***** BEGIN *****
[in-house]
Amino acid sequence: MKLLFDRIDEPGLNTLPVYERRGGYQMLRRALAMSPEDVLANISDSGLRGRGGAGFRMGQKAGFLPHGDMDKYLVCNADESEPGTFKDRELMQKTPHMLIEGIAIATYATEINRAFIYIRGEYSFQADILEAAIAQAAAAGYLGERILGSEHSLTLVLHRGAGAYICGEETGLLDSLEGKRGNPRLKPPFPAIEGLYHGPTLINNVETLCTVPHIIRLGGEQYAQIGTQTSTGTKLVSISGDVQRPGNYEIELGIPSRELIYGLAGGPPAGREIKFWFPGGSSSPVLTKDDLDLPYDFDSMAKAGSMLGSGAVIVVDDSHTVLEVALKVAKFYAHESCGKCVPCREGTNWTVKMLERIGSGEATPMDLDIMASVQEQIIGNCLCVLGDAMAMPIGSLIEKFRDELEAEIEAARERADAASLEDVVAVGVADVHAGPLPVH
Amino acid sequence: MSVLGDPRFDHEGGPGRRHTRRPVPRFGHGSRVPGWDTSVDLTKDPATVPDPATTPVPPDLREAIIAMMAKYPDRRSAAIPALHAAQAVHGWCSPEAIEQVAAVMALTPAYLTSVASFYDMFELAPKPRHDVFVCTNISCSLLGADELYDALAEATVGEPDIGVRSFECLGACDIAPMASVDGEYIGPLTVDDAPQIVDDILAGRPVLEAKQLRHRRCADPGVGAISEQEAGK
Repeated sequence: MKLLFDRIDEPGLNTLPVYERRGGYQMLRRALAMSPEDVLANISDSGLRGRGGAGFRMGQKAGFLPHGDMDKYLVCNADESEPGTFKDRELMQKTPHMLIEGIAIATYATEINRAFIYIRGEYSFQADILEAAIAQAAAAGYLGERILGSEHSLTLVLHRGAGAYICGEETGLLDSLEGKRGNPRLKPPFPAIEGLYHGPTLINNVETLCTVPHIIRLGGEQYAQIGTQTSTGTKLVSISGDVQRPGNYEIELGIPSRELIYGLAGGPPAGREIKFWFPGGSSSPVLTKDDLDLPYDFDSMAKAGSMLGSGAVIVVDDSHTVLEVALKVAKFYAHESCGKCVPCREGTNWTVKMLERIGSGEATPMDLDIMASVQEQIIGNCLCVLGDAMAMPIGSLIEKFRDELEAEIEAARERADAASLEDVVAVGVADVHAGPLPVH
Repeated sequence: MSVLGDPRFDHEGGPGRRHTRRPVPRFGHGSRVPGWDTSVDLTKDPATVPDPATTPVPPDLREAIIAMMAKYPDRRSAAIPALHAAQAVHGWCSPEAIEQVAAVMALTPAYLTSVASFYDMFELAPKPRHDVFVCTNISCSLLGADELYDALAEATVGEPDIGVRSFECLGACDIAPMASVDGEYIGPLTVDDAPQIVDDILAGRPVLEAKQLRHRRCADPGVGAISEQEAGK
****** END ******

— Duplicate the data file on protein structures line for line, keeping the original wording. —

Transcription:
[in-house]
Amino acid sequence: MKLLFDRIDEPGLNTLPVYERRGGYQMLRRALAMSPEDVLANISDSGLRGRGGAGFRMGQKAGFLPHGDMDKYLVCNADESEPGTFKDRELMQKTPHMLIEGIAIATYATEINRAFIYIRGEYSFQADILEAAIAQAAAAGYLGERILGSEHSLTLVLHRGAGAYICGEETGLLDSLEGKRGNPRLKPPFPAIEGLYHGPTLINNVETLCTVPHIIRLGGEQYAQIGTQTSTGTKLVSISGDVQRPGNYEIELGIPSRELIYGLAGGPPAGREIKFWFPGGSSSPVLTKDDLDLPYDFDSMAKAGSMLGSGAVIVVDDSHTVLEVALKVAKFYAHESCGKCVPCREGTNWTVKMLERIGSGEATPMDLDIMASVQEQIIGNCLCVLGDAMAMPIGSLIEKFRDELEAEIEAARERADAASLEDVVAVGVADVHAGPLPVH
Amino acid sequence: MSVLGDPRFDHEGGPGRRHTRRPVPRFGHGSRVPGWDTSVDLTKDPATVPDPATTPVPPDLREAIIAMMAKYPDRRSAAIPALHAAQAVHGWCSPEAIEQVAAVMALTPAYLTSVASFYDMFELAPKPRHDVFVCTNISCSLLGADELYDALAEATVGEPDIGVRSFECLGACDIAPMASVDGEYIGPLTVDDAPQIVDDILAGRPVLEAKQLRHRRCADPGVGAISEQEAGK
Repeated sequence: MKLLFDRIDEPGLNTLPVYERRGGYQMLRRALAMSPEDVLANISDSGLRGRGGAGFRMGQKAGFLPHGDMDKYLVCNADESEPGTFKDRELMQKTPHMLIEGIAIATYATEINRAFIYIRGEYSFQADILEAAIAQAAAAGYLGERILGSEHSLTLVLHRGAGAYICGEETGLLDSLEGKRGNPRLKPPFPAIEGLYHGPTLINNVETLCTVPHIIRLGGEQYAQIGTQTSTGTKLVSISGDVQRPGNYEIELGIPSRELIYGLAGGPPAGREIKFWFPGGSSSPVLTKDDLDLPYDFDSMAKAGSMLGSGAVIVVDDSHTVLEVALKVAKFYAHESCGKCVPCREGTNWTVKMLERIGSGEATPMDLDIMASVQEQIIGNCLCVLGDAMAMPIGSLIEKFRDELEAEIEAARERADAASLEDVVAVGVADVHAGPLPVH
Repeated sequence: MSVLGDPRFDHEGGPGRRHTRRPVPRFGHGSRVPGWDTSVDLTKDPATVPDPATTPVPPDLREAIIAMMAKYPDRRSAAIPALHAAQAVHGWCSPEAIEQVAAVMALTPAYLTSVASFYDMFELAPKPRHDVFVCTNISCSLLGADELYDALAEATVGEPDIGVRSFECLGACDIAPMASVDGEYIGPLTVDDAPQIVDDILAGRPVLEAKQLRHRRCADPGVGAISEQEAGK